lipid levels who were randomized to one of three different
exercise groups: high-amount/vigorous intensity (the caloric
equivalent of 20 miles of jogging per week);
low-amount/vigorous intensity (equivalent of jogging 12 miles
per week); and low-amount/moderate intensity (equivalent of
walking briskly for 12 miles per week). Importantly, Kraus
said, the group included significant numbers of
African-Americans, as well as equal numbers of men and
women.

"While several studies have shown that low intensity
exercise can improve lipoproteins, the data from this study,
taken together with other research, suggests that if there is
an exercise intensity effects on lipids, it is small compared
to the much clearer role that the amount of exercise plays,"
Kraus said.

In order to determine the role of exercise alone,
participants were not allowed to change their diet during the
course of the study. Each participant followed a two- to
three-month "ramp-up" exercise period, followed by six months
of exercise, which was carried out on cycle ergometers,
treadmills or elliptical trainers in a supervised setting.

Throughout the course of the study, researchers took blood
samples from participants, and then used two new and different
methods to determine the subtle and specific changes in
cholesterol particle size and number.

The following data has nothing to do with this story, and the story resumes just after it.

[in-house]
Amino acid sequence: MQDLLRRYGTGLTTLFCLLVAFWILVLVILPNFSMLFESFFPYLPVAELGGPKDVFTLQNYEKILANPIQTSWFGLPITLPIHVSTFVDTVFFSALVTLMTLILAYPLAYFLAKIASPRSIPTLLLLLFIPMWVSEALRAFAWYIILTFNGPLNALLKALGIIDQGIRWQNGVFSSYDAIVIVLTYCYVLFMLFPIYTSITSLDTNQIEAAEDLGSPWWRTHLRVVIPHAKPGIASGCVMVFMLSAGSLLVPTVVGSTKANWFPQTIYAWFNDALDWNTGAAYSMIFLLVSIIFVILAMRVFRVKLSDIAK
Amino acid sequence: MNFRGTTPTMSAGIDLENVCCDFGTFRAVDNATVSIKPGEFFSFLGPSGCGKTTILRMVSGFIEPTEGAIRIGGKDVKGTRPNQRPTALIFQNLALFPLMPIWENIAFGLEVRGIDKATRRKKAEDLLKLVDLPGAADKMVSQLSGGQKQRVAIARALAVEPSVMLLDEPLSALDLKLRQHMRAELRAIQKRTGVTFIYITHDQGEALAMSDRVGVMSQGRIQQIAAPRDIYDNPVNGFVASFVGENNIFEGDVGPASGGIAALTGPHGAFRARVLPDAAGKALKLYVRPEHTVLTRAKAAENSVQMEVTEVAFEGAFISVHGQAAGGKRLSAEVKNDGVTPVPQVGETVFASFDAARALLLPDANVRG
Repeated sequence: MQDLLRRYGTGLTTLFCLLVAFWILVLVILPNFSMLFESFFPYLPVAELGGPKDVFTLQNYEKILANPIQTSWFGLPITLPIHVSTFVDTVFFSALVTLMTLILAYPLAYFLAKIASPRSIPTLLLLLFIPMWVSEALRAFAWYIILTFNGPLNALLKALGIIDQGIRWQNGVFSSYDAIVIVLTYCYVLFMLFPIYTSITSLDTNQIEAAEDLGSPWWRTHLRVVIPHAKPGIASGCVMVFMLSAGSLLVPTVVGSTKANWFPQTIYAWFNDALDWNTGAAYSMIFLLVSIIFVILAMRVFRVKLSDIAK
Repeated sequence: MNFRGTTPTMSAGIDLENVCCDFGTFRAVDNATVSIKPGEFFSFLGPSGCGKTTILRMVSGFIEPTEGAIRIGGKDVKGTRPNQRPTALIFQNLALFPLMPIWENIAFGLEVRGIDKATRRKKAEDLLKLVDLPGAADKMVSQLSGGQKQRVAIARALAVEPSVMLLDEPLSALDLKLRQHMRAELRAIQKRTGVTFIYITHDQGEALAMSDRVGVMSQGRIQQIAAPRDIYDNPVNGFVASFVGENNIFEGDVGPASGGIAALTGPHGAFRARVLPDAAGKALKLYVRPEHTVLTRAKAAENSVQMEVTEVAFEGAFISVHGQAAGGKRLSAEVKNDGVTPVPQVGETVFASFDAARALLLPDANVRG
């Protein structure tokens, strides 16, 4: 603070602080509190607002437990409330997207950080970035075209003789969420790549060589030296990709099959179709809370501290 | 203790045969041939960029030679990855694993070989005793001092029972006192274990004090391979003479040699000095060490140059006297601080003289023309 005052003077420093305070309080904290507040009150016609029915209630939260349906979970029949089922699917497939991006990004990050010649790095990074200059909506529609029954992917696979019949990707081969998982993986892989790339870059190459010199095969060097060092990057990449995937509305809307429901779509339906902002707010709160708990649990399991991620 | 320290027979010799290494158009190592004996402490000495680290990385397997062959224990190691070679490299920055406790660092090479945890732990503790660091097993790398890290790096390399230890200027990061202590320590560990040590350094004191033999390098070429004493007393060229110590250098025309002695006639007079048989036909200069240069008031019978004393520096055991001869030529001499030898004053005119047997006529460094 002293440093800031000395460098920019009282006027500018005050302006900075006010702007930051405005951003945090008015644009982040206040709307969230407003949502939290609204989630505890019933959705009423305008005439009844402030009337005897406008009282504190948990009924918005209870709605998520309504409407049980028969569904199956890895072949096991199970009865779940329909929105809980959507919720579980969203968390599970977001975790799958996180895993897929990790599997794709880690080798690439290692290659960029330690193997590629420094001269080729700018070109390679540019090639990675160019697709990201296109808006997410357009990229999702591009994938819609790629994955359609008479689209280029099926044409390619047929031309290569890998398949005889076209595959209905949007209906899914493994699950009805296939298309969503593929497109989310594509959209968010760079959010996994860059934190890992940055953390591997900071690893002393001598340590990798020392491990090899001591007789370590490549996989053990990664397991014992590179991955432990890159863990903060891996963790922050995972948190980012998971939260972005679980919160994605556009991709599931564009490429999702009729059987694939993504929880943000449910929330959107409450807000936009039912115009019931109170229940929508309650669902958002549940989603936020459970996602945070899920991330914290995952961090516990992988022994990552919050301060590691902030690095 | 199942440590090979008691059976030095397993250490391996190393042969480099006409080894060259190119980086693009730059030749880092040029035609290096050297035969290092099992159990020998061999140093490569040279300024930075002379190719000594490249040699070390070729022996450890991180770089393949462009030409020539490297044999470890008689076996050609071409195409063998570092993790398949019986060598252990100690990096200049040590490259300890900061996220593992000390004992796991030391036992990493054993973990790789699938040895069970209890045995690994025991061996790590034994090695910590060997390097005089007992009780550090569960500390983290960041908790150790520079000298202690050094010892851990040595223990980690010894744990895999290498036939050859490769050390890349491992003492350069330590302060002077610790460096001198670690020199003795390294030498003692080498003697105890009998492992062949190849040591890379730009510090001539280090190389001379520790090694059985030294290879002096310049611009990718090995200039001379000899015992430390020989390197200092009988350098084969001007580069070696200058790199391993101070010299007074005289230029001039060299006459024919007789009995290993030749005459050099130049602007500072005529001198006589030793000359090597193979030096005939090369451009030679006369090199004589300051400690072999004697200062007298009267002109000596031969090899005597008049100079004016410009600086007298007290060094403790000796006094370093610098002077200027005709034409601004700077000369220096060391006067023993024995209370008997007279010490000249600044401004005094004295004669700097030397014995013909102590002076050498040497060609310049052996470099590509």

While Kraus, an ardent proponent of the benefits of
exercise, believed that it would have a beneficial effect on
cholesterol, he was most surprised by what appeared to happen
to the control group that did not exercise during the course of
the study.

"We were actually surprised that the individuals who did not
exercise deteriorated as rapidly as they did in measurements of
blood cholesterol, weight gain and overall health," he said.
"This is characteristic of what is happening to the American
population. So if we can get these people exercising, perhaps
we can prevent bad things from happening."

Kraus believes that during the next 10 years, physicians
will gradually move away from using the standard lipid profile
tests and begin to look more closely at particle size to
determine their patients' risk for heart disease. According to
Kraus, inactivity ranks closely behind smoking as the greatest
risk factor for heart disease, and like smoking cessation,
exercise is a lifestyle modification proven to protect the
heart.

"Exercise can be a very powerful way of reducing risk, not
only by improving lipids as our study has shown, but also by
having a positive effect on glucose levels and mood
modification," he said. "We should understand that patients do
not need to lose weight or focus so much on the scale, but they
do need to exercise to decrease their risk of heart
disease."

Joining Kraus in the study were, from Duke, Cris Slentz,
Ph.D., Brian Duscha, Kenneth Knetzger, Connie Bales, Ph.D.,
Sarah Henes and Gregory Samsa, Ph.D. From ECU, other team
members were Michelle Wharton and Jennifer McCartney.

James Otvos, Ph.D., from LipoScience, Inc., Cary, N.C., and
Krishnaji Kulkarni, Ph.D., from Atherotech, Inc., Birmingham,
Ala., were also members of the team. LipoScience and Atherotech
developed the two different technologies for analyzing the
blood samples. Kraus has no financial interest in either
company.